Singer Manufacturing Company

According to author Richard Cavendish “Isaac Merritt Singer was no introverted back-room inventor, but one of the most forceful, flamboyant and unscrupulous tycoons in American business history. Though he did not invent the sewing machine, he designed the first practical and efficient one, used mass-production techniques to manufacture it and pioneered the hire-purchase system of buying on credit in easy installments, which revolutionized consumer behavior.”

Bottle embossed "THE SINGER MANFG CO. TRADE MARK"

Bottle embossed “THE SINGER MANFG CO. TRADE MARK”.  The bottle was for sewing machine oil.

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Liquozone Company, Chicago, IL

Liquozone, though allegedly containing little more than water, was surprisingly tangled up in major changes in American health, law and marketing in the early years of the 20th century.

Bottle embossed: Liquozone Manufactured only by the Liquozone Co. Chicago, U.S.A

Bottle embossed: Liquozone Manufactured only by the Liquozone Co. Chicago, U.S.A

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Tildesley & Co Yacht Club Salad Dressing, Chicago IL

Like many other common condiments on our tables today, commercial salad dressing was invented and widely marketed during the late 19th and early 20th century to a public that had previously been accustomed to making their own at home.  Because the products were unfamiliar, and there was such a flood of new options, food companies needed to inform home cooks of how to make use of them.

Bottle embossed "Yacht Club Salad Dressing"

Bottle embossed “Yacht Club Salad Dressing”

According to blogger Didi “This salad dressing was made by the Tildesley Co of Chicago, which according to my research tools was around from the late 1800s until the early 1900s. It was started and owned by John S and Sarah A Tildesley and that a Mr. William H Leech was an investor in the company. In 1890, Leech sued Mr and Mrs Tildesley for trying to cheat him out of the business after investing over a thousand dollars.” Continue reading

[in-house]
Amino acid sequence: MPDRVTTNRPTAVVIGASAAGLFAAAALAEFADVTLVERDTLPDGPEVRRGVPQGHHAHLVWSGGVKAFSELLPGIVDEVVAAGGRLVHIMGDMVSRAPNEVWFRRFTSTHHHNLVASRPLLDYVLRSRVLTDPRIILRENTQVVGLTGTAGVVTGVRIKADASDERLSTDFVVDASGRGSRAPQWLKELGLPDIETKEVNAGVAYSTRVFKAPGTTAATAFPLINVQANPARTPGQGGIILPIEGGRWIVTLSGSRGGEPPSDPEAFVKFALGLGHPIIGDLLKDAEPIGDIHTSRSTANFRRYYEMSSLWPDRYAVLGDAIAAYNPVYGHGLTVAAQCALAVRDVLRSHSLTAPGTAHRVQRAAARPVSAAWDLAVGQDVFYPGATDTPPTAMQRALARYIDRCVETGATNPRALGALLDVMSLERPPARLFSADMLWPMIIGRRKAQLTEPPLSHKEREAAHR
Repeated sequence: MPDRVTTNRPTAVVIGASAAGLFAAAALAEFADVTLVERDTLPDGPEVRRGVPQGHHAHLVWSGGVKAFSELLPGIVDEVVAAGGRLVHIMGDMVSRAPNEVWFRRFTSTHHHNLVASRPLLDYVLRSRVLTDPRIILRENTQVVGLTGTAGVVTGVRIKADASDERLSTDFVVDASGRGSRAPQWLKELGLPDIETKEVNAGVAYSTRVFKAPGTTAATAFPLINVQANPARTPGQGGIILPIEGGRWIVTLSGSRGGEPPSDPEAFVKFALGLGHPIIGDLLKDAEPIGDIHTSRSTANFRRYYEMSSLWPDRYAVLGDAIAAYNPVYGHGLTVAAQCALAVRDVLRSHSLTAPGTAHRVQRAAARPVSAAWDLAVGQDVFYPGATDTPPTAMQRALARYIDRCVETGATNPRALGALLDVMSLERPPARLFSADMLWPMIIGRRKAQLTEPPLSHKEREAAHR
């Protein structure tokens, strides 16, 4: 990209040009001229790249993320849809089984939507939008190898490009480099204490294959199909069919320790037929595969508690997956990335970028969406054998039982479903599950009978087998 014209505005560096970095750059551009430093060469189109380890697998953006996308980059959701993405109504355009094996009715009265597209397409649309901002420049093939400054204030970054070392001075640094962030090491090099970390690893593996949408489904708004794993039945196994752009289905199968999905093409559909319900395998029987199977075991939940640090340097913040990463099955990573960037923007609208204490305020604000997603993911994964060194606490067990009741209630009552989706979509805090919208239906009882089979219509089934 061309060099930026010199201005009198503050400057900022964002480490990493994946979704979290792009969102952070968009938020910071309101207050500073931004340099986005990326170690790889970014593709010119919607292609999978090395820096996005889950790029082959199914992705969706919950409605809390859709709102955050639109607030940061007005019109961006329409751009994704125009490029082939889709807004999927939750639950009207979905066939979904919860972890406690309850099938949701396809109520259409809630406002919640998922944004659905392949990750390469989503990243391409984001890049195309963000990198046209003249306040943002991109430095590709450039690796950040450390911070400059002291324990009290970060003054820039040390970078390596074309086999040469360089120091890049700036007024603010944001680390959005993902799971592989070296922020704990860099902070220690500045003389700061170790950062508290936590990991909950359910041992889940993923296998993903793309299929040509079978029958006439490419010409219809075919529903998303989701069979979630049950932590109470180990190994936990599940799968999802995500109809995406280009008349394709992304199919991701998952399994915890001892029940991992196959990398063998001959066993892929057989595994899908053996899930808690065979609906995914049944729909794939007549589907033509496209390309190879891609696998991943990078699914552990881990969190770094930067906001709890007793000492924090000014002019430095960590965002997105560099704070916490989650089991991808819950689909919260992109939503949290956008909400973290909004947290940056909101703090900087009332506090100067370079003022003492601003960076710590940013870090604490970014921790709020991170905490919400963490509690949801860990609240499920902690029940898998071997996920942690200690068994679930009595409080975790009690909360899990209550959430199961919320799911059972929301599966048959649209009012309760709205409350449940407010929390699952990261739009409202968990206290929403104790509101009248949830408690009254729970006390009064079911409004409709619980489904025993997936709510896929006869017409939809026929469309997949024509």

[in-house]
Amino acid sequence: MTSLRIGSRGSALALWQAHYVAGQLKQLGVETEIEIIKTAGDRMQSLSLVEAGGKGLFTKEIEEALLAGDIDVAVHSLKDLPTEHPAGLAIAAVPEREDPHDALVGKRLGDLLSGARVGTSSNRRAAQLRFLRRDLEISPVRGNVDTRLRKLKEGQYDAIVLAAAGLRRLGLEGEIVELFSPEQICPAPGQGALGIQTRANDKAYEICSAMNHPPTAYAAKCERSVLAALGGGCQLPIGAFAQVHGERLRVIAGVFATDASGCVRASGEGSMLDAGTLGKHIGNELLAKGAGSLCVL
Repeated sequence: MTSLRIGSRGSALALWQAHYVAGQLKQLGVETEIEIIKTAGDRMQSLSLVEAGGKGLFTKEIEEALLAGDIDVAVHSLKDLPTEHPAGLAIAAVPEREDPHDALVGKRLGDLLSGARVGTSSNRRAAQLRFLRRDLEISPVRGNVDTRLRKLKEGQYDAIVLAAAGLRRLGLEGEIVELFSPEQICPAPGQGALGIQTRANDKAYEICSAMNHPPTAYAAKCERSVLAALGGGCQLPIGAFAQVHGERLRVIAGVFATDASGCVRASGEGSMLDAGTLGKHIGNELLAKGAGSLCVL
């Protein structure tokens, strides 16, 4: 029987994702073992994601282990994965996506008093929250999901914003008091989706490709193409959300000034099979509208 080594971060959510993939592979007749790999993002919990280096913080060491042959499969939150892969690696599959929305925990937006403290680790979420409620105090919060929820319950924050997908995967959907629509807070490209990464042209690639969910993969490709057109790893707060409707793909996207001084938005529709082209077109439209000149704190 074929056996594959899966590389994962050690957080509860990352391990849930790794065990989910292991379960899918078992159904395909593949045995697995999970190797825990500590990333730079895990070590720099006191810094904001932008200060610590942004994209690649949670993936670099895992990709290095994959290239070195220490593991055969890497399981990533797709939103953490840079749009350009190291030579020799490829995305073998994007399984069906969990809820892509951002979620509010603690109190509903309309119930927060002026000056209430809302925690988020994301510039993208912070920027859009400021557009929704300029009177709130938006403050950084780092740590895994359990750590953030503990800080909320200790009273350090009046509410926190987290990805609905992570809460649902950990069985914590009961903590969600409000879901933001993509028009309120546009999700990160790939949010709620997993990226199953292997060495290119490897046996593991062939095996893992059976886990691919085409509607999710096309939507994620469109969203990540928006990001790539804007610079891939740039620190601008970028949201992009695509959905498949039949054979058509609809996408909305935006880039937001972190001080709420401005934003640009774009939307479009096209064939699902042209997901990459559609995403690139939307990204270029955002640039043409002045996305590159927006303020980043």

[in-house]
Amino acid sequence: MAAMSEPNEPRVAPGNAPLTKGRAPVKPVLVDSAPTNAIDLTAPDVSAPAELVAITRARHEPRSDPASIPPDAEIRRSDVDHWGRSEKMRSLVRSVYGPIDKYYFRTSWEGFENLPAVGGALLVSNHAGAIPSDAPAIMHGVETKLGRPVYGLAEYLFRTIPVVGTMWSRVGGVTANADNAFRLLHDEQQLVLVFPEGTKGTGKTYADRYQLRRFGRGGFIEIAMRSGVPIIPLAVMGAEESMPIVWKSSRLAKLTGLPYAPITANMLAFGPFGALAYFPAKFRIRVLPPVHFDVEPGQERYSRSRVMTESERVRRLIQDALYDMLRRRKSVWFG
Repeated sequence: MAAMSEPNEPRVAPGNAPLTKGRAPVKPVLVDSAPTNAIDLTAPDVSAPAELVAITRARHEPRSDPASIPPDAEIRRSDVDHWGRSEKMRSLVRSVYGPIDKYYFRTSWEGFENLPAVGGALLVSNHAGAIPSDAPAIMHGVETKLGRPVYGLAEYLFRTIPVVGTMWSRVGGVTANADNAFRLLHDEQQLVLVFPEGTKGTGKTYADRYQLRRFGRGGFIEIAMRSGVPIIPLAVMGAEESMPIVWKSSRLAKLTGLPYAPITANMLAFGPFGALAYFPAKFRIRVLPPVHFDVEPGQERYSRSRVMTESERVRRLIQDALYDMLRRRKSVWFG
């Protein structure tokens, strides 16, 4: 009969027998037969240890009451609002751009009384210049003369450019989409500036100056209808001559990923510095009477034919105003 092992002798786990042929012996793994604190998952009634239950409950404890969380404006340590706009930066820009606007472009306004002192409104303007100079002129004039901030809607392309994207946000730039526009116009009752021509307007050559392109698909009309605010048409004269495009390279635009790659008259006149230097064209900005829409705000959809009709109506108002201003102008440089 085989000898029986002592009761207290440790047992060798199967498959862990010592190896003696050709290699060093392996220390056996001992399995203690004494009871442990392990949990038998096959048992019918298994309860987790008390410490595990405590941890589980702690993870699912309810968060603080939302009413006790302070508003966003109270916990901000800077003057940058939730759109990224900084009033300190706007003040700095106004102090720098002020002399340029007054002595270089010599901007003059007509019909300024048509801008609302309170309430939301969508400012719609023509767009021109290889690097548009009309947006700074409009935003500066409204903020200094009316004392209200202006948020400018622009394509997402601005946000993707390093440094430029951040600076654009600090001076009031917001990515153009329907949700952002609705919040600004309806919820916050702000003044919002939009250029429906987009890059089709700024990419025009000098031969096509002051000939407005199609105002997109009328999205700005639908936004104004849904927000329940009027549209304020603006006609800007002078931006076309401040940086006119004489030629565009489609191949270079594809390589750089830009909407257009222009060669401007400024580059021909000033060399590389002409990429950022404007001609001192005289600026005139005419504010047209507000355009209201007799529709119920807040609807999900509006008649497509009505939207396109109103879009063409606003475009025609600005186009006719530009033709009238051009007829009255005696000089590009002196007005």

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Fellows’ Compound Syrup of Hypophosphites, Fellows Co., New York

Fellows’ Compound Syrup of Hypophosphites was widely marketed to physicians, not consumers, as a remedy for many illnesses.  It was a commercial success, even though it contained strychnine, a potent poison, and likely made its customers sicker.

Bottle embossed: "Fellow's Compound Syrup"

Bottle embossed: “Fellow’s Compound Syrup”

Fellows Compound Syrup of Hypophosphites was invented by James Fellows who worked with his father as drug merchants in St John, New Brunswick, Canada.
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Phillips’ Milk of Magnesia, Glenbrook, CT

Phillips’ Milk of Magnesia is a widely recognized, used and accepted over the counter antacid that works by lowering the amount of acid in the stomach. Today it’s used to treat symptoms caused by too much stomach acid such as heartburn, upset stomach, or indigestion.  But in the early 20th century, Phillips’ Milk of Magnesia was marketed to treat ailments including hangovers, wrinkles, gluttony, middle age and “smoker’s fag

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Bottle embossed: “MILK OF MAGNESIA/ REC’D IN U.S PATENT OFFICE/ AUGUST 21, 1906/ THE CHAS. H. PHILLIPS/CHEMICAL COMPANY/ GLENBROOK, CONN.


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Hood’s Sarsaparilla, Lowell, MA

Founded by Charles Ira Hood in 1875, C.I. Hood & Co. of Lowell, Massachusetts was among the largest patent medicine companies in the United States and offered a number of personal health products in addition to its well known Hood’s Sarsaparilla.  The C.I. Hood and Company was a leader in the development of color lithography as an advertising tool, and produced all of its advertising in-house and owned twenty presses issuing a plethora of colorful trade cards, posters, calendars, cookbooks, pamphlets, and other ephemera all promoting the medicinal benefits of company products.

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Bottle embossed: HOOD’S / SARSA / PARILLA – C. I. HOOD & CO – LOWELL MASS